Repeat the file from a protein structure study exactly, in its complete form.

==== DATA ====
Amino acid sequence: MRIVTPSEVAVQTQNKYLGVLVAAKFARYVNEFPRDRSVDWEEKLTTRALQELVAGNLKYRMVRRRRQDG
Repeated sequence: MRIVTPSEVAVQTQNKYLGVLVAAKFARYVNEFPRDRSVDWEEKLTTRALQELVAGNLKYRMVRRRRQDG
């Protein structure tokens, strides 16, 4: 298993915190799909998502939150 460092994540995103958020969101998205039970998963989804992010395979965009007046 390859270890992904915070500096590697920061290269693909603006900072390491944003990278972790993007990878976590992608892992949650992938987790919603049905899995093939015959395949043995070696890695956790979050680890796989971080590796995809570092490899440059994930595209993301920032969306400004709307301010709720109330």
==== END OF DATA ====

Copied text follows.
Amino acid sequence: MRIVTPSEVAVQTQNKYLGVLVAAKFARYVNEFPRDRSVDWEEKLTTRALQELVAGNLKYRMVRRRRQDG
Repeated sequence: MRIVTPSEVAVQTQNKYLGVLVAAKFARYVNEFPRDRSVDWEEKLTTRALQELVAGNLKYRMVRRRRQDG
């Protein structure tokens, strides 16, 4: 298993915190799909998502939150 460092994540995103958020969101998205039970998963989804992010395979965009007046 390859270890992904915070500096590697920061290269693909603006900072390491944003990278972790993007990878976590992608892992949650992938987790919603049905899995093939015959395949043995070696890695956790979050680890796989971080590796995809570092490899440059994930595209993301920032969306400004709307301010709720109330």